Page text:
Despite this crushing onslaught of evidence, believers in intelligent design are unfazed, at least publicly. Yet they have nothing to say about how it would be that a creator would make such revealing mistakes so consistently. Miller argues that instead of a creator, the evidence suggests a “serial creator,” who brings each new species into being, “inexplicably fashioning each one so it bears a striking resemblance to a species just lost to extinction,” or re-creating the mistakes and lapses of the genomes of related species. Why, indeed, would a creator do such things? The proponents of creationism or intelligent design simply have nothing to say. Miller challenges them, asking if these things were truly designed, why do we have such similar ancestors and so many related species?  He concludes:

In every case, design offers a neater, cleaner and less troublesome solution. After all, when your explanation has no testable steps, there are no means to disprove it. It just sits there, almost like the smile on Alice’s Cheshire Cat.

(Page 108).

Only a Theory is a terrific read filled with the kinds of things that leave creationists speechless: interwoven biological facts that relate species to species in compelling and coherent ways.  Miller’s book takes a close look at numerous other topics in clearly written prose, never skimping on the research. You’ll find terrific stories on the evolution of horses, criticism of the irreducible complexity arguments, what it means to be “random,” (creationists hate certain types of random processes but don’t mind others), clear descriptions of the phenomenon of convergence and how to recognize numerous non-arguments by creationists.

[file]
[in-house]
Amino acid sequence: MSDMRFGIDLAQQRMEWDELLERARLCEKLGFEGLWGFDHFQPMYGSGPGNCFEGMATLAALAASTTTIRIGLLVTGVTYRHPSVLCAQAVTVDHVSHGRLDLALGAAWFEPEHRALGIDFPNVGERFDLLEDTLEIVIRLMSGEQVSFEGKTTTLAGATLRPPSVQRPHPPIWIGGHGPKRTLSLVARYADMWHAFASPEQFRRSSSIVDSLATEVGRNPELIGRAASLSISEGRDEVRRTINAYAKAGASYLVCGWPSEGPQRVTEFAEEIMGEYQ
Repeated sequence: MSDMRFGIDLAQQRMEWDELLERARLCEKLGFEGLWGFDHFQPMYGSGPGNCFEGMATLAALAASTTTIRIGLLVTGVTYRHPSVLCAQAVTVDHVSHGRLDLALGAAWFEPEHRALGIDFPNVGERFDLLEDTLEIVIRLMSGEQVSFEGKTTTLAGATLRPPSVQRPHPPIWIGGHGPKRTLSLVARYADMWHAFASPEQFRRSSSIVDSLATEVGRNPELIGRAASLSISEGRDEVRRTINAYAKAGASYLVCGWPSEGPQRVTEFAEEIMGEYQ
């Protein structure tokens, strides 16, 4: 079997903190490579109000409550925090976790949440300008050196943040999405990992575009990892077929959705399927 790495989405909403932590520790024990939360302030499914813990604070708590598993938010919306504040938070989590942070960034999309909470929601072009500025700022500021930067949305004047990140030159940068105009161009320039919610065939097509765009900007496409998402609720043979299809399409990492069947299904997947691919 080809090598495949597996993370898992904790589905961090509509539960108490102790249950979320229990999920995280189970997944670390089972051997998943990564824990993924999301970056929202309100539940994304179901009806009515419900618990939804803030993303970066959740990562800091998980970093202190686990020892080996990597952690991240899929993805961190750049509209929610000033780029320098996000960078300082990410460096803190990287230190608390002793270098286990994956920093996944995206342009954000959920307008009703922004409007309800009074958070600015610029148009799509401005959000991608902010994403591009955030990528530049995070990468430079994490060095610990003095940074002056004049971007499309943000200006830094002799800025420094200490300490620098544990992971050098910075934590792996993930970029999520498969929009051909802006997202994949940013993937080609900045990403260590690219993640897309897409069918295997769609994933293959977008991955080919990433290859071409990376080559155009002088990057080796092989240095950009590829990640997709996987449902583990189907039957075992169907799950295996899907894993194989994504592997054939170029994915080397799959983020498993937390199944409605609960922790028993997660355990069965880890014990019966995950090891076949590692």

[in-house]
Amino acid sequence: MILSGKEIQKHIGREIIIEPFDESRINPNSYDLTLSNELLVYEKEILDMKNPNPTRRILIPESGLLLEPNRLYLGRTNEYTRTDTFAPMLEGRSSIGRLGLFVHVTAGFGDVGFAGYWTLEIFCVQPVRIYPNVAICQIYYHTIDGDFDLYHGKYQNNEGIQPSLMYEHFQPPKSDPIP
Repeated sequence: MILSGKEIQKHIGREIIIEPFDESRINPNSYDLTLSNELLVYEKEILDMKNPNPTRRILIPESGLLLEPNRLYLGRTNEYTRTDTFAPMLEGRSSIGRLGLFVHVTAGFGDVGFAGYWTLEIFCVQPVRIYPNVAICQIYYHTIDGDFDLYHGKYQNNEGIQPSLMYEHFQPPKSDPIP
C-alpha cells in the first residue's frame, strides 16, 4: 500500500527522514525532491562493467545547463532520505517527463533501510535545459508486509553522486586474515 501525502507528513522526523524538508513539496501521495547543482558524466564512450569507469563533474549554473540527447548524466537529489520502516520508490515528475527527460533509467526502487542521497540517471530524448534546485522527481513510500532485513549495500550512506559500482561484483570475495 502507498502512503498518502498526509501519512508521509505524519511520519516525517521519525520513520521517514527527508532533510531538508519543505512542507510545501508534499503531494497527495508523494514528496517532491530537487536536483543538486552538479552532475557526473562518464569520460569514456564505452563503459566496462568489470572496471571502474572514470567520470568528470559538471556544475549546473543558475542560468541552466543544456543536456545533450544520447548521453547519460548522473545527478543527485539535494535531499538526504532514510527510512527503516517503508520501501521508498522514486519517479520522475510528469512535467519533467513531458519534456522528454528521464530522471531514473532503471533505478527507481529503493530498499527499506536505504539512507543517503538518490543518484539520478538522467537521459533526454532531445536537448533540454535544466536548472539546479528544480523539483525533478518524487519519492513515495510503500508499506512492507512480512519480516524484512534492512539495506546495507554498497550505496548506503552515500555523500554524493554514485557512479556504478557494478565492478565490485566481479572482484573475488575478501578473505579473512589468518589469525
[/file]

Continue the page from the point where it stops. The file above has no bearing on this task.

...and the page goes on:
If you’re looking for a good book for jumping into these topics, this could be the book for you.

[Cross reference: My growing impatience with creationist:  a side-by-side comparison of evolutionary biology and creationism.]

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Category: Culture, Evolution, ignorance, Media, nature, Religion, Science, scientific method, snake oil

About the Author ()

Erich Vieth is an attorney focusing on consumer law litigation and appellate practice. He is also a working musician and a writer, having founded Dangerous Intersection in 2006. Erich lives in the Shaw Neighborhood of St. Louis, Missouri, where he lives half-time with his two extraordinary daughters.

Comments (16)

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  1. Tony Coyle says:

    Truly a great book. Miller writes clearly and intelligently. His writing is readily accessible to all but the most closed-minded.

    And as a practicing theist he destroys the canard that you must deny god to 'believe' evolution.

  2. Anyone know a GLO-gene repair shop?

  3. Dan Klarmann says:

    Creationists happily argue that God simply used the same toolbox to independently design each creature; similarity from same (lazy) creator rather than same ancestry.

    They also argue that defective genes are part of the proof of punishment from The Fall. In Eden, Adam didn't need citrus to survive.